assets.

Included in this report are a number of recommendations for some practical carbon management and
other environmental risk minimisation programmes. From the study it is clear that there are some key
areas where Orion should focus its efforts:

• Including carbon cost in decisions about network asset investments and influencing the supply chain
• Further improve the load factor in the network where feasible, by demand side management (DSM).
• Managing and considering transitioning fuel and vehicle types to lower the operational footprint

After implementing initiatives to reduce its carbon emissions Orion may wish to consider:

• Pursuing certification against a carbon management scheme and / or
• Purchasing carbon credits or a related programme to offset its residual carbon emissions.
• Using offset funds to invest in local low carbon solutions that align with Orion’s six areas of
  environmental commitment.




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Glossary of Terms
Asset quantity             Any data part-quantifying the construction or operation of the
                           asset, (such as tonnes of steel, litres of fuel, kWh of energy), this
                           is multiplied by an Emission Value or Emissions Factor, to give
                           carbon emissions quantity.
Carbon emissions           (or ‘carbon impacts’ or just ‘carbon’) common shorthand for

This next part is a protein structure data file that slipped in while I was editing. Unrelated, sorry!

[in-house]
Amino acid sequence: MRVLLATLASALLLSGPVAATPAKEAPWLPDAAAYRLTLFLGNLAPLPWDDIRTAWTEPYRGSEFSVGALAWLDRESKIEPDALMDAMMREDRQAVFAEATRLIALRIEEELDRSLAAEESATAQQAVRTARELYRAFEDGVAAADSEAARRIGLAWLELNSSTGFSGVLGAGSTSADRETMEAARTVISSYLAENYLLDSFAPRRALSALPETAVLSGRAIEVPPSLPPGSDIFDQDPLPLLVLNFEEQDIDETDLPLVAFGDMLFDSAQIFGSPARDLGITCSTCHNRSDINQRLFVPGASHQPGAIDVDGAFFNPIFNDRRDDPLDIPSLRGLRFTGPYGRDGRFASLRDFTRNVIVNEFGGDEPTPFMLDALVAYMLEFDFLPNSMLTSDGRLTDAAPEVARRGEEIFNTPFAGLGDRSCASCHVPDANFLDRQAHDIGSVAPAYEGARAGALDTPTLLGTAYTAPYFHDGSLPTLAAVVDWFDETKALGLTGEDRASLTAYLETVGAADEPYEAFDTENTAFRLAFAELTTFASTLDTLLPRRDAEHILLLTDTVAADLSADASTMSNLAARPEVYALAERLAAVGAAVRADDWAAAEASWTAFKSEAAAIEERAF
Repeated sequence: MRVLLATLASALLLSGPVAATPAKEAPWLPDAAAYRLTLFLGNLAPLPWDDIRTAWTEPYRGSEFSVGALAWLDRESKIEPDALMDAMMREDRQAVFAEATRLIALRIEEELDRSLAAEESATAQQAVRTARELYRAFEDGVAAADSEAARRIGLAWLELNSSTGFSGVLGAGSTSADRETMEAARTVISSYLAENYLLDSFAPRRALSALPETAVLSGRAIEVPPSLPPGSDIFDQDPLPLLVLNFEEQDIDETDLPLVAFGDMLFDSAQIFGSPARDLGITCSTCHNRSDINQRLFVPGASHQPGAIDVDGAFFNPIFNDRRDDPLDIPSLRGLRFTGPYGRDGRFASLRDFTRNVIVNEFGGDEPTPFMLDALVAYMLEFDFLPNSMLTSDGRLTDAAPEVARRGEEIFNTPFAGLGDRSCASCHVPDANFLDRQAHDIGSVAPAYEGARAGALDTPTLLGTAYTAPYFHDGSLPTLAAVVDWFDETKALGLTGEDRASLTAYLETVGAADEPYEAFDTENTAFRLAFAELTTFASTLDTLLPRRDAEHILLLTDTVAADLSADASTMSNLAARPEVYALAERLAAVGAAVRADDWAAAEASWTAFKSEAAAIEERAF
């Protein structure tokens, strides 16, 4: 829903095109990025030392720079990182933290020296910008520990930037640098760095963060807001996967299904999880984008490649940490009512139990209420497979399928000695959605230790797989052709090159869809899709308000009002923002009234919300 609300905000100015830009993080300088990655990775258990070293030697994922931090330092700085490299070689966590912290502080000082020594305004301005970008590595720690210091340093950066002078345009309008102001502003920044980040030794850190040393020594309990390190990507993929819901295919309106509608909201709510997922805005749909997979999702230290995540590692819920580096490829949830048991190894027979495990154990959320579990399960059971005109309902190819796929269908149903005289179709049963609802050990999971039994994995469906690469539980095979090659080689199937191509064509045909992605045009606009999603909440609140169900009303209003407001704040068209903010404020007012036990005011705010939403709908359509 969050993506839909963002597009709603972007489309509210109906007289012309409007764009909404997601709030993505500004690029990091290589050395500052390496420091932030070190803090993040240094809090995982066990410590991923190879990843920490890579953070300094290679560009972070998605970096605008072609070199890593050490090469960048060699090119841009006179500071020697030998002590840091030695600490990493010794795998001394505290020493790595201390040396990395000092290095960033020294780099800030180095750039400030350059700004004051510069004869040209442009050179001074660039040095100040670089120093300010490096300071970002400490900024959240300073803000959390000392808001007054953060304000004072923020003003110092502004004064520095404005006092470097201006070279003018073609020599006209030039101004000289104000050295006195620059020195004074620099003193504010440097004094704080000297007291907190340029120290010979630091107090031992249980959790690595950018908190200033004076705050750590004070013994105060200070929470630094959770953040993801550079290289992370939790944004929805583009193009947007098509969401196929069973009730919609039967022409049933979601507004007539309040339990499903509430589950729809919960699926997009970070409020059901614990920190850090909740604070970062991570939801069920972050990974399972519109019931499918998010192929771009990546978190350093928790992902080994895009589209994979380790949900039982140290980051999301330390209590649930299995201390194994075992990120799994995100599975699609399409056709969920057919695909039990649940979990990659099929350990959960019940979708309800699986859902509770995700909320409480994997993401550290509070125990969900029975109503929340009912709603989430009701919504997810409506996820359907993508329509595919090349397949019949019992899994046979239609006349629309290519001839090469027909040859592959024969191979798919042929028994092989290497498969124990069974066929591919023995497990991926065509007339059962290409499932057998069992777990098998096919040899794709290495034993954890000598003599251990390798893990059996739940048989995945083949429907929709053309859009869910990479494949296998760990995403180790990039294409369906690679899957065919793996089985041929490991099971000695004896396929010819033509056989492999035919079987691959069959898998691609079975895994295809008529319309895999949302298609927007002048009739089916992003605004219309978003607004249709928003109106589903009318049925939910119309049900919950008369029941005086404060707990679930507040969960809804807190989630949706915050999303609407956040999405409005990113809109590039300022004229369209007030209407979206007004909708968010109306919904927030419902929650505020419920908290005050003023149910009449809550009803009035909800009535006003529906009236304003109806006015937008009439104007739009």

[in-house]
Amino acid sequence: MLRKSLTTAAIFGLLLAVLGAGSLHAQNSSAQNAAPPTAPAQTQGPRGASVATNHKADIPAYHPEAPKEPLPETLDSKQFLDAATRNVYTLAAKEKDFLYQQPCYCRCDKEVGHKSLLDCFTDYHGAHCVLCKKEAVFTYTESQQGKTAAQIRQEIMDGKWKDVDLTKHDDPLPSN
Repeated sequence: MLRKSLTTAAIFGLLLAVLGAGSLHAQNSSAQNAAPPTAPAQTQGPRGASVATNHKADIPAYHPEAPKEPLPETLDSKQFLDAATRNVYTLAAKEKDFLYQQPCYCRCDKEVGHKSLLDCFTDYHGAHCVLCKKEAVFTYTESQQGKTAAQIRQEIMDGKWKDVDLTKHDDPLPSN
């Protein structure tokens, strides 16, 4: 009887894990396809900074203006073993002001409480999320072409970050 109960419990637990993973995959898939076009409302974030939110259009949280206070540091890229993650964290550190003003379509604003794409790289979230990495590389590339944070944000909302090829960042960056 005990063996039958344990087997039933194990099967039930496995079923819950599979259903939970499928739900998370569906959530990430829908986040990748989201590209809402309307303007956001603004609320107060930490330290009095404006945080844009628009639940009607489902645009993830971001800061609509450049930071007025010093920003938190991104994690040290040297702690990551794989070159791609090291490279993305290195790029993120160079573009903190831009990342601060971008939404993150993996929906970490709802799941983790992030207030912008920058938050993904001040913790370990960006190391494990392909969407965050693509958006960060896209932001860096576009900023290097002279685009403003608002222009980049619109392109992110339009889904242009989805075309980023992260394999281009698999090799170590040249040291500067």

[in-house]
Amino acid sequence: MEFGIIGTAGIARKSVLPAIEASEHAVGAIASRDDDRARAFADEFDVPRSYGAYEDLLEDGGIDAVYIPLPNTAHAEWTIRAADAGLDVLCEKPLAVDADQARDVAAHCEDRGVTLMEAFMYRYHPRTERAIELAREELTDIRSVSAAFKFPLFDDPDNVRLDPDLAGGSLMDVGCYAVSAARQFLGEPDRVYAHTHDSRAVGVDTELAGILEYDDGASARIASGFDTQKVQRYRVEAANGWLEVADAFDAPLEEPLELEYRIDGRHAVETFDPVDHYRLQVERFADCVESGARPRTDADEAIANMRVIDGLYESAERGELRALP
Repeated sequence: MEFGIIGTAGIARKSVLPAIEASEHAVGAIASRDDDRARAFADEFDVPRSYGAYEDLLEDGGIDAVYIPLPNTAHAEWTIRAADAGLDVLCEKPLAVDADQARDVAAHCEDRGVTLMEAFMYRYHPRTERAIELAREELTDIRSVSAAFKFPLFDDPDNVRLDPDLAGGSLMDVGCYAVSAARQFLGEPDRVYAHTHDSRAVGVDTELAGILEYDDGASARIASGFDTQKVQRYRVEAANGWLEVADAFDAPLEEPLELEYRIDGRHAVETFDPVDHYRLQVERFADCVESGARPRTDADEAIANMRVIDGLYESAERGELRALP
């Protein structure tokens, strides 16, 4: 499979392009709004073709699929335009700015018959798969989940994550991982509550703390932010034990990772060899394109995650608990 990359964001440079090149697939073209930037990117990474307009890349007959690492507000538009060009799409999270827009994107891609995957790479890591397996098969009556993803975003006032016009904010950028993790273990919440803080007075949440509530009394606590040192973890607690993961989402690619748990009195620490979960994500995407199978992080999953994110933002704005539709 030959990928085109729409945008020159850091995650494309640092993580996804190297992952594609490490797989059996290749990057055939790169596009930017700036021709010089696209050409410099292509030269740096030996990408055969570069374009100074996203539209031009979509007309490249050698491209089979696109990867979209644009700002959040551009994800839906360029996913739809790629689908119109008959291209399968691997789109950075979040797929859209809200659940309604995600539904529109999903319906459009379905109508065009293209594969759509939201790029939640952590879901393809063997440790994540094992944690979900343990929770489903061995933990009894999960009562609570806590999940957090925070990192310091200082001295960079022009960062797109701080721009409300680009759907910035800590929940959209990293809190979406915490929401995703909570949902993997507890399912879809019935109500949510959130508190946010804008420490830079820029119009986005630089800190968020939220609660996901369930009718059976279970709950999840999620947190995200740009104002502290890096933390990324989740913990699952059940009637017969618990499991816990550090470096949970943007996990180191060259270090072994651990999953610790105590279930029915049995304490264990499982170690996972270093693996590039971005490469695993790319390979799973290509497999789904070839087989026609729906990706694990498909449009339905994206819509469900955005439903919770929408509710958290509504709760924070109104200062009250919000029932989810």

relevant greenhouse gas emissions, expressed as equivalent
                           emissions of carbon dioxide (CO2e).
Direct Emissions           Those emissions arising directly from a company's activities, e.g.
                           on-site fuel use.
Embodied carbon            The embodied carbon emissions associated with a manufactured
                           product or built asset, that are the direct and indirect emissions of
                           greenhouse gases, expressed as equivalent emissions of carbon
                           dioxide, resulting from the extraction and processing of raw
                           materials required to create that product or asset.
Emission Factor            A basic factor of operational or embodied carbon emissions per
                           unit asset quantity.
Emission Value             Amount of carbon emissions per unit asset quantity, which may
                           be a composite of several emission factors.
Indirect Emissions         Those emissions, such as from grid electricity, which occur as a
                           result of activities undertaken by others on the company's behalf,
                           or through a service company's activities. Nevertheless these